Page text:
A relational schema will be less visually appealing than an ER diagram, but it provides a more accurate representation of how the data is actually structured.
A relational schema has three important components: tables, primary keys, and foreign keys.
Unlike ER diagrams, the attribute names are just listed in a table, with each table representing an entity.
Each table will contain a primary key whose value is unique for every row in a table.
The names for primary keys will be bolded and underlined.
The next important concept is what is known as a foreign key, which is a column that refers to the primary key of a different table.
Foreign keys are used to link two distinct tables, and are identifiable by a (FK) next to their name in a table.
The various tables can then be linked using foreign and primary keys.
Relational schemas will display arrows between two tables, showing how they are linked, with the arrow pointing from the foreign key in one table to its corresponding primary key in a different table.
Let’s take another look at the student-college example from above.
We can see that the relational schema displays almost the same information as the ER diagram above.
While not as visually appealing, the relational schema allows a more concise representation of the data, which is important when dealing with massive datasets.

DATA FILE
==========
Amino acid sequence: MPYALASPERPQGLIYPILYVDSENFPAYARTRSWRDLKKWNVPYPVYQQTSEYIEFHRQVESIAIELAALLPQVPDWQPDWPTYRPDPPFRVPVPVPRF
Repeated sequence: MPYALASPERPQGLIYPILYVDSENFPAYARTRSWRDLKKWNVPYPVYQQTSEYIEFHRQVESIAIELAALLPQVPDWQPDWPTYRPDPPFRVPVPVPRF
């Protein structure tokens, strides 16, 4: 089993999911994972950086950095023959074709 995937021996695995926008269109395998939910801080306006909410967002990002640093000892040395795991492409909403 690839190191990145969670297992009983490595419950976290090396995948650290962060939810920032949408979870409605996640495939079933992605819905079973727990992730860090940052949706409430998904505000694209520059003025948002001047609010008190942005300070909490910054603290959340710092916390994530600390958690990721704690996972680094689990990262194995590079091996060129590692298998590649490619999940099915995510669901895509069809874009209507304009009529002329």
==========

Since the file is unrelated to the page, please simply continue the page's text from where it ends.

Of course, with larger and more complex sets, there will be more tables, with more rows, but the linking mechanism will always be the same.
Relational Schemas and ER diagrams are two of the most popular methods of visualizing the design of relational databases.
Understanding the design of databases might seem dull and far removed from the glamor of building cool models, but without understanding how the database is structured, you will be unable to extract the data you want using SQL, which will mean your model will be unable to be built!.Because of this, I would highly recommend using websites such as ERDPlus.
com to create ER diagrams and relational schemas if they are not provided in the dataset.
Once you have the layout of the database, you can move on to actual SQL queries.
For a more detailed introduction to SQL, I would recommend the coursera course titled Managing Big Data with MySQL.
It does an excellent job at introducing the concepts used by SQL, as well as providing loads of practice resources.